# Spectrum of non-invertible operator

By an operator on Banach space $$X$$ we mean a bounded linear map $$T:X\to X$$. The spectrum of an operator $$T$$ on a complex Banach space $$X$$ is the set

$$\begin{equation} \sigma(T)= \{\lambda\in\mathbb{C}: T-\lambda I \text{is not invertible}\} \end{equation}$$

We denote by $$\mathbb{D}$$ the open unit disc in the complex plane $$\mathbb{C}$$.

Can I say that:

1) If $$\sigma(T)\subset \mathbb{D}$$, then there is $$0 and $$C\geq 0$$ such that $$||T^n||\leq Ct^n$$ for all $$n\in\mathbb{N}$$?

2) If $$T:X\to X$$ is non-invertible, then $$\sigma(T)\cap (\mathbb{C}-\overline{\mathbb{D}})=\emptyset$$ ?

• What have you tried? Did you play around with any 2x2 matrices? – Daniel McLaury Mar 11 '19 at 21:30
• @DanielMcLaury, In my research, $X$ is a Banach space and $T:X\to X$ is an operator. My field is dynamical system and I want to study dynamic of operator on $X$ and I do not know properties of spectrum. – user479859 Mar 11 '19 at 21:37
• The Euclidean plane is a perfectly good Banach space, and every 2x2 matrix gives you a bounded linear map on it. – Daniel McLaury Mar 11 '19 at 21:41

Yes to 1. If $$\sigma(T)\subseteq\{ \lambda : |\lambda| < 1 \}$$, then, because the spectrum is closed, there exists $$0 < r < 1$$ such that $$\sigma(T)\subseteq \{ \lambda : |\lambda| \le r \}$$, and there exists $$N$$ large enough that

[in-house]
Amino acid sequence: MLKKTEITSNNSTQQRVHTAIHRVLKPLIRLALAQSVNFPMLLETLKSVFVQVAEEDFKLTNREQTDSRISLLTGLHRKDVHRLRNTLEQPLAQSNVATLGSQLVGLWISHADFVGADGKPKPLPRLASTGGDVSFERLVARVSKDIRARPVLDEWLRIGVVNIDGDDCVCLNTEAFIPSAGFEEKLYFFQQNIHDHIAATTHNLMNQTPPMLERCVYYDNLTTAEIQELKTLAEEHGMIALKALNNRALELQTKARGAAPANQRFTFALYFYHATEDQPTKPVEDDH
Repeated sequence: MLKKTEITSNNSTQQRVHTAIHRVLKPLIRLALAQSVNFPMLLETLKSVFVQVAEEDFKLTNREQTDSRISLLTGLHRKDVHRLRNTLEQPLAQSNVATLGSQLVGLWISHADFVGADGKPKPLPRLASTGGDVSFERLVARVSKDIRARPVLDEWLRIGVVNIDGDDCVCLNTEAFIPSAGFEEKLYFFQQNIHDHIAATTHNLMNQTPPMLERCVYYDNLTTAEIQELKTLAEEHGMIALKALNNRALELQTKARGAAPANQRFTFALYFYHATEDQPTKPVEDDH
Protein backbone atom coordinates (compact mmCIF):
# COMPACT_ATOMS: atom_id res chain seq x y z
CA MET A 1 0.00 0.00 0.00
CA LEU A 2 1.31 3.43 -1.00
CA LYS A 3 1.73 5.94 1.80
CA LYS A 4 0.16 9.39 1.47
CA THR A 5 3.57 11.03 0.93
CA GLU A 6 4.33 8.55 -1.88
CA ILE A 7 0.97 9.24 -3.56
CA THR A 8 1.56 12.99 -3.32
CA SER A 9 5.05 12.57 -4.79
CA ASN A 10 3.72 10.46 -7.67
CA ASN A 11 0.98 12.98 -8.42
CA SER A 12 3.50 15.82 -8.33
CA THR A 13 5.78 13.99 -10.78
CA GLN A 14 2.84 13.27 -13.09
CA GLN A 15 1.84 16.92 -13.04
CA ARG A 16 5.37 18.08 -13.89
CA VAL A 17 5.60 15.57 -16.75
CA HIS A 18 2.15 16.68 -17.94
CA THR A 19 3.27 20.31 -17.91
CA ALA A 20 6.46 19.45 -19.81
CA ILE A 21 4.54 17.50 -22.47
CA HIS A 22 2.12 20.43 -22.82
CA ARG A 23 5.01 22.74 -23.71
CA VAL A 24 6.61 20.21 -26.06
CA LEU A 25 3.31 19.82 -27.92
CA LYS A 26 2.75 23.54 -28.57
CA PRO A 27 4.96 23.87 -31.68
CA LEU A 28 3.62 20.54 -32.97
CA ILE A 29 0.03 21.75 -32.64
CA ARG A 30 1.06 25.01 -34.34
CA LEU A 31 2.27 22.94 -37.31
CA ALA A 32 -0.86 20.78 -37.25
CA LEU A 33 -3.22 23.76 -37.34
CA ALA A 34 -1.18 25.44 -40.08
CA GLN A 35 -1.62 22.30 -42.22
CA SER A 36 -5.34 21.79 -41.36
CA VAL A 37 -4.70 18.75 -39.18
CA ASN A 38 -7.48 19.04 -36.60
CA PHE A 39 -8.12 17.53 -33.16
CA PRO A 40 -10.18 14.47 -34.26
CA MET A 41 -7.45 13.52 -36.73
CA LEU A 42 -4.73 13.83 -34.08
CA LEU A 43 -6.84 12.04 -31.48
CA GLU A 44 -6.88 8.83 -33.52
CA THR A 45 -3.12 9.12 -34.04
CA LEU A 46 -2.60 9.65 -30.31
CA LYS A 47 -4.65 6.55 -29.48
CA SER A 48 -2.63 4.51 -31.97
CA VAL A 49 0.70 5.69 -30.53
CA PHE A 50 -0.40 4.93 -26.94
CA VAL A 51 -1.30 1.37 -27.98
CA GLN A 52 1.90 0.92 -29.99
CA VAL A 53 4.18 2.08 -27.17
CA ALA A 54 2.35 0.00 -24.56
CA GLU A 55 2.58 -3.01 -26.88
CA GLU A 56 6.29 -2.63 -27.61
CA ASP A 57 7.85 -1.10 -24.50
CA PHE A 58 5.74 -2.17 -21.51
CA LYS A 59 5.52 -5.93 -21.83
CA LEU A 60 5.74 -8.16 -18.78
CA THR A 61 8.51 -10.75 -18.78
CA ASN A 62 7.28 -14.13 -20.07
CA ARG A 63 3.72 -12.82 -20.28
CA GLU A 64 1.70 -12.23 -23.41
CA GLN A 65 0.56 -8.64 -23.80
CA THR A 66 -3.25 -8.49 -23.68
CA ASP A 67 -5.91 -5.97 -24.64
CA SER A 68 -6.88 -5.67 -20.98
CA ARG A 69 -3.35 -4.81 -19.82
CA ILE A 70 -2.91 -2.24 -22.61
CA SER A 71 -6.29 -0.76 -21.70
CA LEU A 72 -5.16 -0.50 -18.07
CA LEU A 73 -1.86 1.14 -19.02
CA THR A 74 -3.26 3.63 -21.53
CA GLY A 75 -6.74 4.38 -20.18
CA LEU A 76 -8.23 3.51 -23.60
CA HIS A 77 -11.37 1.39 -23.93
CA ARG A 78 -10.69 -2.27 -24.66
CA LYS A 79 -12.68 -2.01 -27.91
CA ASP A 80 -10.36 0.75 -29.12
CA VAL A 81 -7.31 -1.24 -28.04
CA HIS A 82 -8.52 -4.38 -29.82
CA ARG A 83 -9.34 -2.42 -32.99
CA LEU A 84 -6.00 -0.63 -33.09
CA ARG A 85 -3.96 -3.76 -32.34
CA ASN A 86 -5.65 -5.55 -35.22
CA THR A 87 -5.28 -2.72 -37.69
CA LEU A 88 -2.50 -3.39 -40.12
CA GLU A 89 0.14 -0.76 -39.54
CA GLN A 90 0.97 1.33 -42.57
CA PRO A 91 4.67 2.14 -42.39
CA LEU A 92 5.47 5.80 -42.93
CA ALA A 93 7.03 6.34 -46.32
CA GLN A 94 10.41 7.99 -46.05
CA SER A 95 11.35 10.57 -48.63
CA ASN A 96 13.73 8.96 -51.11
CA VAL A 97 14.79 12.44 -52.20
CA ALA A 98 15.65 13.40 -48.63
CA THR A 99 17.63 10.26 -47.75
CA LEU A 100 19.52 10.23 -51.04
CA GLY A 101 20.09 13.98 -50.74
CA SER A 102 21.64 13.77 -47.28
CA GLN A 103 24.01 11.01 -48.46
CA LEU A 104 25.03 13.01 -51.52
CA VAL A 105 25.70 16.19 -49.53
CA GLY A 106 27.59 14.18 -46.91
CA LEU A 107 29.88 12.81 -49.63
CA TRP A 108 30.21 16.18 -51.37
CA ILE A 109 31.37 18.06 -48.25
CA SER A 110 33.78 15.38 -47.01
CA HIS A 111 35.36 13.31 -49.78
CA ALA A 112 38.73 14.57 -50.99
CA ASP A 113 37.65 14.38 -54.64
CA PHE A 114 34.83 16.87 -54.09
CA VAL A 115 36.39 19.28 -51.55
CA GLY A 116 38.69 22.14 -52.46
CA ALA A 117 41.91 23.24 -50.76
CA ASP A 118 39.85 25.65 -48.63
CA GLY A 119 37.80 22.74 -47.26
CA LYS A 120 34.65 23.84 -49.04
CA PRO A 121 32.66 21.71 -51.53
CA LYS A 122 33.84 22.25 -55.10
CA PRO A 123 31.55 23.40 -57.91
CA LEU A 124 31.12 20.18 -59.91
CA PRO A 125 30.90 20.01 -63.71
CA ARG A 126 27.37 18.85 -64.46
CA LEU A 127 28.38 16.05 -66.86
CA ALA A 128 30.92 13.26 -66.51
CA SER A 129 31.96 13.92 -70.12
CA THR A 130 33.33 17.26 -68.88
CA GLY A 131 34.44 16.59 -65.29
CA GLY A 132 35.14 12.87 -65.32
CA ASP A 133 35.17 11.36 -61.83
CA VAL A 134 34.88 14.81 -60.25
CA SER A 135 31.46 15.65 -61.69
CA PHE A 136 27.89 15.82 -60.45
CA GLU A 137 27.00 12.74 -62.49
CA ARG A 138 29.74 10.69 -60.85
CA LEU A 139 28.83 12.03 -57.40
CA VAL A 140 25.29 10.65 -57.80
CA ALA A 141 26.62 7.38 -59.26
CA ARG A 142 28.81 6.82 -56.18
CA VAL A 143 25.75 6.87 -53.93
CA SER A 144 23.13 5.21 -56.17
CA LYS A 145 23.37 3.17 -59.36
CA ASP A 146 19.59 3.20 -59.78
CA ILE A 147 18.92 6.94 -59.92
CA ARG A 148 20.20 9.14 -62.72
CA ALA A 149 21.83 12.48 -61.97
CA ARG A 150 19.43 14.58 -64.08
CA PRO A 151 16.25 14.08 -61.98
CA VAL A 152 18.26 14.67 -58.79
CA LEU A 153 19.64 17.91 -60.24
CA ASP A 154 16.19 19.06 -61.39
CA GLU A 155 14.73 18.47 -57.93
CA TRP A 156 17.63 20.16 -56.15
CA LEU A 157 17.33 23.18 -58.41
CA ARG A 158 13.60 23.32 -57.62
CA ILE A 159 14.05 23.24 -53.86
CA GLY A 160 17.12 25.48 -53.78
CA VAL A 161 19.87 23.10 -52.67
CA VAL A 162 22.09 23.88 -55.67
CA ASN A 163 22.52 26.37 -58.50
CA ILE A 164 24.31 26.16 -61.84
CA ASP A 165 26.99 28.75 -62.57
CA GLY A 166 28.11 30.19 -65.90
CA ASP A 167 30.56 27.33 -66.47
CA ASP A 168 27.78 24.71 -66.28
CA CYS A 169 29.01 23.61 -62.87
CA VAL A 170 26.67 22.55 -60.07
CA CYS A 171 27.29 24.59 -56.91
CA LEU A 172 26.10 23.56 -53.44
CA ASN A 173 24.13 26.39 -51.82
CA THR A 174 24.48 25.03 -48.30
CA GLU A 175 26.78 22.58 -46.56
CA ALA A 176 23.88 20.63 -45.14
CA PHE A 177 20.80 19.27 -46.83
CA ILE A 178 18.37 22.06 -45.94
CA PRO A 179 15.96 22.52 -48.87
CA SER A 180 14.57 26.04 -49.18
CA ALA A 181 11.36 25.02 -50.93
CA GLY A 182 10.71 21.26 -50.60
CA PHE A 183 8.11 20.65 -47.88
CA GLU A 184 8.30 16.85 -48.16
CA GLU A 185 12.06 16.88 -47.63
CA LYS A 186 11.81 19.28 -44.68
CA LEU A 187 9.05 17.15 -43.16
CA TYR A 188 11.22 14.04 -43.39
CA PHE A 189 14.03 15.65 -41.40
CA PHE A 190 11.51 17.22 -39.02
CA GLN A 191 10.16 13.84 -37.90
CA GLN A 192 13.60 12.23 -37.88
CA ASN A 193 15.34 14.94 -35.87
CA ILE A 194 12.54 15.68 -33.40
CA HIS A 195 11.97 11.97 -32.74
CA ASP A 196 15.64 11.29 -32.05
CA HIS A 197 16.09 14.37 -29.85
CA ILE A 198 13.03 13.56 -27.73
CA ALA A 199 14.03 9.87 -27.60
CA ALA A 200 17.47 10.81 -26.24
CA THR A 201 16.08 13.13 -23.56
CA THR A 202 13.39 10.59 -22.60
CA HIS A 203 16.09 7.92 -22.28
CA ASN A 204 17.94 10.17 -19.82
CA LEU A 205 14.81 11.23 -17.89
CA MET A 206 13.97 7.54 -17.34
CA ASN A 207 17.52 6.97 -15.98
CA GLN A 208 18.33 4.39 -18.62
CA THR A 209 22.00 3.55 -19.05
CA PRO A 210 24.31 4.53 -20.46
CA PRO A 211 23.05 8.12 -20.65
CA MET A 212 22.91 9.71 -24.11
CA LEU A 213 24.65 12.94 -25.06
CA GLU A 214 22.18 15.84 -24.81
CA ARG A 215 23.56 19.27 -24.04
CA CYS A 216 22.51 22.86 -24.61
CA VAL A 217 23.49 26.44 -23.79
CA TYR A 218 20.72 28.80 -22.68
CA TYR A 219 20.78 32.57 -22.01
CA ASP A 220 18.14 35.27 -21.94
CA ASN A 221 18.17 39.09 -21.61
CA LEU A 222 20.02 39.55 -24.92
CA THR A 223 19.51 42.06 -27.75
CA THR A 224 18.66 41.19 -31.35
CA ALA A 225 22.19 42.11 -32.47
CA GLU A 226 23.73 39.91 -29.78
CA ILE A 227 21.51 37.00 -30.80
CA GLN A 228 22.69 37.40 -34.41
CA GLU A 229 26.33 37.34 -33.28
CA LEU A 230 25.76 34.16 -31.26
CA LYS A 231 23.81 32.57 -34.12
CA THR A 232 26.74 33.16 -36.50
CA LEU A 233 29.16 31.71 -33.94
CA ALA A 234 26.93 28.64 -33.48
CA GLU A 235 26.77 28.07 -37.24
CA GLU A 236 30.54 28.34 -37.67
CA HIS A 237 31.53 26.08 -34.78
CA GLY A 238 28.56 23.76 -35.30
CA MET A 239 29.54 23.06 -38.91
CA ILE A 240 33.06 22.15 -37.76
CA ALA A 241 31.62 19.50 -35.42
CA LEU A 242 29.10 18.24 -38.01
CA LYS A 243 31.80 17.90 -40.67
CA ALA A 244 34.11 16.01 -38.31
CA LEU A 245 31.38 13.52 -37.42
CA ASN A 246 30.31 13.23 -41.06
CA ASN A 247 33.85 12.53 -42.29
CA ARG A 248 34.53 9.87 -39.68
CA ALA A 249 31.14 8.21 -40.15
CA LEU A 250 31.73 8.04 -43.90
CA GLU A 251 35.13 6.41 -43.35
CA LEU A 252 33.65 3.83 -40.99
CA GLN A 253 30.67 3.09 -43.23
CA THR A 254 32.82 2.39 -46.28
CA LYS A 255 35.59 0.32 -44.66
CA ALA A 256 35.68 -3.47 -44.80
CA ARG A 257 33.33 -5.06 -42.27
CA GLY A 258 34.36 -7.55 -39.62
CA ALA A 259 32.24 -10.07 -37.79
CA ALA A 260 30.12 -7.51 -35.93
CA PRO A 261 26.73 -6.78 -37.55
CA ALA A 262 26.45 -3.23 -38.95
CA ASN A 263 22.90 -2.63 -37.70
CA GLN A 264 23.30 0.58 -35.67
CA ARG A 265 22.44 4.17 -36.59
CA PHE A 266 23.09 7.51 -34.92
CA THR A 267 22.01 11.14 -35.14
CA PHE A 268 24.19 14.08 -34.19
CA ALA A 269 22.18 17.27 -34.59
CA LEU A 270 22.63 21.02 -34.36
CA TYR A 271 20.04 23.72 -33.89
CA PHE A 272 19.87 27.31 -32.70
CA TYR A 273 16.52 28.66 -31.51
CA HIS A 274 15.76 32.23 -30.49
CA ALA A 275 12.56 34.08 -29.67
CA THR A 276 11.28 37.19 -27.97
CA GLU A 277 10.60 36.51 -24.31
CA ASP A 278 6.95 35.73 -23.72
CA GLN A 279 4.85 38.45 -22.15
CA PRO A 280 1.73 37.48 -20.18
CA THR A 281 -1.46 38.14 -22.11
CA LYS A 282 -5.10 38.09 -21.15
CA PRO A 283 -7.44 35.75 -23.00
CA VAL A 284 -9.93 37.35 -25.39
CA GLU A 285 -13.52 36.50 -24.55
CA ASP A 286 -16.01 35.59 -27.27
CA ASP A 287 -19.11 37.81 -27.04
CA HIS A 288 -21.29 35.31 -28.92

$$\|T^n\|^{1/n} \le \frac{1+r}{2} < 1,\;\;\; n \ge N,\\ \|T^n\| \le \left(\frac{1+r}{2}\right)^n,\;\; n \ge N.$$
There is a constant $$C > 1$$ such that $$\|T^n\| \le C\left(\frac{1+r}{2}\right)^n$$ for all $$1 \le n < N$$. So $$\|T^n\| \le C\left(\frac{1+r}{2}\right)^n$$ for all $$n \ge 1$$.
No to 2. If $$T$$ is non-invertible, then the only thing you can say is that $$0\in\sigma(T)$$. The spectrum can be any compact subset of $$\mathbb{C}$$ that includes $$0$$, which would alow $$\sigma(T)\cap(\mathbb{C}\setminus\mathbb{D})$$ to be non-empty.
Hint: For 1) if the subset is not strict consider the identity operator on $$\mathbb R^2$$. If the subset is strict then remember we know that $$\rho(T)=\lim_{n\to\infty}\|T^n\|^{1/n}$$, where $$\rho(T)$$ is the spectral radius, and we also know $$\sigma(T)$$ is compact.
For 2) consider the operator $$T_A:\mathbb R^2\to \mathbb R^2$$ given by the matrix: $$A=\begin{pmatrix}2&0\\0&0\end{pmatrix}.$$